The day before Mathew Dunbar was found dead in his bed, an orthopaedic surgeon says he told the NSW grazier he was ‘extremely happy’ with the improvement in his leg injury.
But Natasha Beth Darcy, whose accused of murdering Mr Dunbar, told authorities her live-in-partner had received bad news from the specialist and said she would be better off without him.
The now 46-year-old told police Mr Dunbar said: ‘You know just because the cops took my guns doesn’t mean I still can’t kill myself.’
Natasha Beth Darcy, 46, has pleaded not guilty to murdering Mathew Dunbar after the 42-year-old sheep farmer was found dead in his home in Walcha, northern NSW on August 2, 2017
The Crown has rejected Darcy’s plea that she aided or abetted his suicide and says the vet nurse sedated and gassed Mr Dunbar in a bid to inherit his $3.5million estate (pictured)
Darcy has pleaded not guilty to murdering the 42-year-old sheep farmer on his property Pandora in the Northern Tablelands town of Walcha in the early hours of August 2, 2017.
She says she aided or abetted his suicide, while her barrister cited a string of issues including the grazier’s serious leg problem, his depression, his self harm threat in June 2017 and admission into a psychiatric unit.
But the Crown says Darcy sedated and gassed Mr Dunbar in a bid to inherit his $3.5 million property.
Giving evidence in the NSW Supreme Court on Thursday, surgeon Max Leibenson said he saw Mr Dunbar – who was accompanied by Darcy – on the day before his death .
Darcy revealed in NSW Supreme Court on Thursday Mr Dunbar had said to her the day before his death: ‘You know just because the cops took my guns doesn’t mean I still can’t kill myself’
While the patient was previously told his leg may have to be amputated, the surgeon said most of his symptoms had resolved and his ankle stiffness was likely to improve with physiotherapy.
Mr Dunbar didn’t appear to be upset, anxious or show any signs of emotional distress at the follow-up consultation on August 1, 2017.
He first saw him on July 12, after he was transferred to Tamworth Hospital from the Walcha hospital.
He discussed with him the gravity of his calf condition, telling him he may require surgery which included the possibility of having his leg amputated.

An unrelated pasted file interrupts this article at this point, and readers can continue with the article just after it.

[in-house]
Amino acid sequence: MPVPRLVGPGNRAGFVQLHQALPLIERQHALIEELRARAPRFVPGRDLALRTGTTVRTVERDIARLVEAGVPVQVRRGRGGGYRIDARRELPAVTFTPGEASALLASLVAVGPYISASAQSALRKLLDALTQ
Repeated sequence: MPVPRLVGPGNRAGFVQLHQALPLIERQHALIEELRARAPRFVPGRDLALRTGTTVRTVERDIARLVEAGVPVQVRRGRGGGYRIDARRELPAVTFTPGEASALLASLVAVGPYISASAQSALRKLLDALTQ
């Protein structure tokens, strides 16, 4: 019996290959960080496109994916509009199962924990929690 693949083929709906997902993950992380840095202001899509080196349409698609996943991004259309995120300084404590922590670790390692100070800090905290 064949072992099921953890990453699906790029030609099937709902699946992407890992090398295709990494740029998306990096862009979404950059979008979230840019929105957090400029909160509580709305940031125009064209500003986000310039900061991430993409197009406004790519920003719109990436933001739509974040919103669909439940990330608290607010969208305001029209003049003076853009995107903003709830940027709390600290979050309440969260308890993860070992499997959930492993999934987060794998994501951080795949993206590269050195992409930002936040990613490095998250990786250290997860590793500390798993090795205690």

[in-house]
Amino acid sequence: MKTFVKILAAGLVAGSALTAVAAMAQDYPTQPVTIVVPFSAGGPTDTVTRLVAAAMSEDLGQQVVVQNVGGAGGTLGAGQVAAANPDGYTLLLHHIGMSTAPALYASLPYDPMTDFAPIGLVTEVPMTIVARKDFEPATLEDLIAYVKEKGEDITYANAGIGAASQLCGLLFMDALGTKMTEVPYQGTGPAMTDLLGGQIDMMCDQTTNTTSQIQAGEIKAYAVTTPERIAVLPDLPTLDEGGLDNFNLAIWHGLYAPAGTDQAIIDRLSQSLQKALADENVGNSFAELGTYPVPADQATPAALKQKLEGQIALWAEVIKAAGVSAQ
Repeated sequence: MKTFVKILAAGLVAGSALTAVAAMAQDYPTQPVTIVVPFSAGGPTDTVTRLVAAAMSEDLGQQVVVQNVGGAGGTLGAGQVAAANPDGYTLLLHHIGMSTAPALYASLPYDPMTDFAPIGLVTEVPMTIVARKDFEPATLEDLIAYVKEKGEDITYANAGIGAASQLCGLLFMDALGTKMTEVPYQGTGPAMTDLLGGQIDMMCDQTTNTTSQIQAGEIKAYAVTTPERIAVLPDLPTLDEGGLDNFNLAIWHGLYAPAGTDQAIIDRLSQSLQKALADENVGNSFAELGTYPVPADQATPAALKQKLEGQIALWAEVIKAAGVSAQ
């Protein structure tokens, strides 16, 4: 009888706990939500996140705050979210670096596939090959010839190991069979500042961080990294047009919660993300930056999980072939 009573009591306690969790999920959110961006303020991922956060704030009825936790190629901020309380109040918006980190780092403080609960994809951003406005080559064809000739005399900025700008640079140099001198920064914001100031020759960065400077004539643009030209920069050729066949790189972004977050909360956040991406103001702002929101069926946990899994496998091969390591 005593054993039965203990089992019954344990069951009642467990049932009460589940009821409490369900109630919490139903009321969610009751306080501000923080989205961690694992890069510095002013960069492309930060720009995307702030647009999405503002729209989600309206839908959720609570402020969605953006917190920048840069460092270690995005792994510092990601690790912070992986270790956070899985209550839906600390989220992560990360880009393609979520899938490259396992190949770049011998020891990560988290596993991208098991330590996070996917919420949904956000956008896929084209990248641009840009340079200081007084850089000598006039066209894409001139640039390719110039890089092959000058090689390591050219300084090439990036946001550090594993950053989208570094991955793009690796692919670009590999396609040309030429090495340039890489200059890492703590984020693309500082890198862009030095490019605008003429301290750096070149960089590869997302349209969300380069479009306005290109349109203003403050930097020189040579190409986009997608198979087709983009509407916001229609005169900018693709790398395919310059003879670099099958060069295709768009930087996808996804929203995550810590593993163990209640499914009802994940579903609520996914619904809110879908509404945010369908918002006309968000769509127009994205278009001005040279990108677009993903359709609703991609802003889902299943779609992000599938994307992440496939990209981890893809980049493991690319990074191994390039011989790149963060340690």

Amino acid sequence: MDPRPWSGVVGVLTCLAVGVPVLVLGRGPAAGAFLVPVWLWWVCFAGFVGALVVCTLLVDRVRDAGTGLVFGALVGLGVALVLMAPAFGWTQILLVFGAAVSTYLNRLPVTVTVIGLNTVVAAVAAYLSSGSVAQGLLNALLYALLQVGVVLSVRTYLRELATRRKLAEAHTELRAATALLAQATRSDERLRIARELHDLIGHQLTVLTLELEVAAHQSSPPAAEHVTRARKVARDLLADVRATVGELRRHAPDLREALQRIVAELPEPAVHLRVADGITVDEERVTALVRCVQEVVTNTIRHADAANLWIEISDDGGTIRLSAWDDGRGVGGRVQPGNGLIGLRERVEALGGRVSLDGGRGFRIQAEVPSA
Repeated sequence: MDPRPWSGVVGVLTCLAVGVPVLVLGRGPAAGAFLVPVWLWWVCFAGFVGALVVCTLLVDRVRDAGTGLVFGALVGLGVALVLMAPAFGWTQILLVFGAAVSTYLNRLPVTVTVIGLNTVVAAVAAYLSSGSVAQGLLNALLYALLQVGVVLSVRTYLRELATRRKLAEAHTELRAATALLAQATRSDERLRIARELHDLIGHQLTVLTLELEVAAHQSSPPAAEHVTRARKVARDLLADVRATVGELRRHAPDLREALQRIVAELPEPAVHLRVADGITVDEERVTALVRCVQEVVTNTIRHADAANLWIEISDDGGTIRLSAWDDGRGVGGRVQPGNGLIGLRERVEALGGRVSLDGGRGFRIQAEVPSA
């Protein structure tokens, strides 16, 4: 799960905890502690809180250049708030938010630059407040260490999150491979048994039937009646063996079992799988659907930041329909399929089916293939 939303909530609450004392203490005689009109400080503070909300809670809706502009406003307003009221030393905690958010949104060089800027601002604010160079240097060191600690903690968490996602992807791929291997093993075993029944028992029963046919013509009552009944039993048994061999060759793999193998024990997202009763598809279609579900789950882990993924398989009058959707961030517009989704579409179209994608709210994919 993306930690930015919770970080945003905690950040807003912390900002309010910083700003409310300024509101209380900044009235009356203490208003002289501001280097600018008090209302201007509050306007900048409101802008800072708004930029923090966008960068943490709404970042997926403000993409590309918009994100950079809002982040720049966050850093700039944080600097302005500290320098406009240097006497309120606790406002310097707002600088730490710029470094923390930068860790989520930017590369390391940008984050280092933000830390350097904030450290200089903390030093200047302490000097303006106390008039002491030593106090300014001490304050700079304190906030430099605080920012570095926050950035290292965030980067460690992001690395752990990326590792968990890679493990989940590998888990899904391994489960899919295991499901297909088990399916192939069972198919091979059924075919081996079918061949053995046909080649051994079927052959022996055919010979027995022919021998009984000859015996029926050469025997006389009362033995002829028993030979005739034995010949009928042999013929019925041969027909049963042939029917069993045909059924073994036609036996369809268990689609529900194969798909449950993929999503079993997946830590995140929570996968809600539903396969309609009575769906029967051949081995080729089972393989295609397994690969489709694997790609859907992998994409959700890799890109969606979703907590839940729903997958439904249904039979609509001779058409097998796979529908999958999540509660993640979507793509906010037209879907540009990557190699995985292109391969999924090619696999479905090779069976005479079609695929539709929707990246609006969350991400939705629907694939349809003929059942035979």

The vet nurse (pictured) was married to paramedic Colin Crossman, but they had been separated for some time
He also told the grazier he might not be able to regain full function of his leg with or without an operation.
When told of the possibilities, Mr Dunbar didn’t display any signs of emotional distress, anxiety or mental health issues.
After treatment at the hospital, his condition improved which meant the amputation and other options did not have to be considered.
He met Darcy for the first time on August 1, when she accompanied Mr Dunbar to the review appointment.
Mr Dunbar’s (pictured) property was valued at $3.5 million and, in 2015, he made a new will leaving all of his estate to Darcy
His symptoms of pain, swelling and inability to weight bear had resolved but he had some restrictions in his ankle movements.
Dr Leibenson said he told his patient he was ‘extremely happy with his progress’ .
Darcy told a police officer who came to Pandora when Mr Dunbar’s body was found that he’d had bad medical news the day before and he could lose his leg or walk with a limp for the rest of his life.
The grazier’s GP, Dr Adrian Allen, told the jury he had seen Mr Dunbar infrequently since 1990 and first treated him for depression in July 2009.
On August 2, 2017 Mr Dunbar was found in his bed with a plastic bag over his head, in which was inserted a tube connected to a gas cylinder
He became aware he was admitted to a psychiatric facility in June 2017 after leaving the house with a shotgun and calling a friend, who intervened.
His guns were removed by authorities and after his hospital discharge, Mr Dunbar described having difficulties with his partner, finances and with his farm management.
But he felt more positive after working out some solutions, had been put on medication and did not wish to see a psychologist.
The GP said he had never told Mr Dunbar he was terminally ill, that he needed palliative care or discussed euthanasia with him.
The trial continues before Justice Julia Lonergan.
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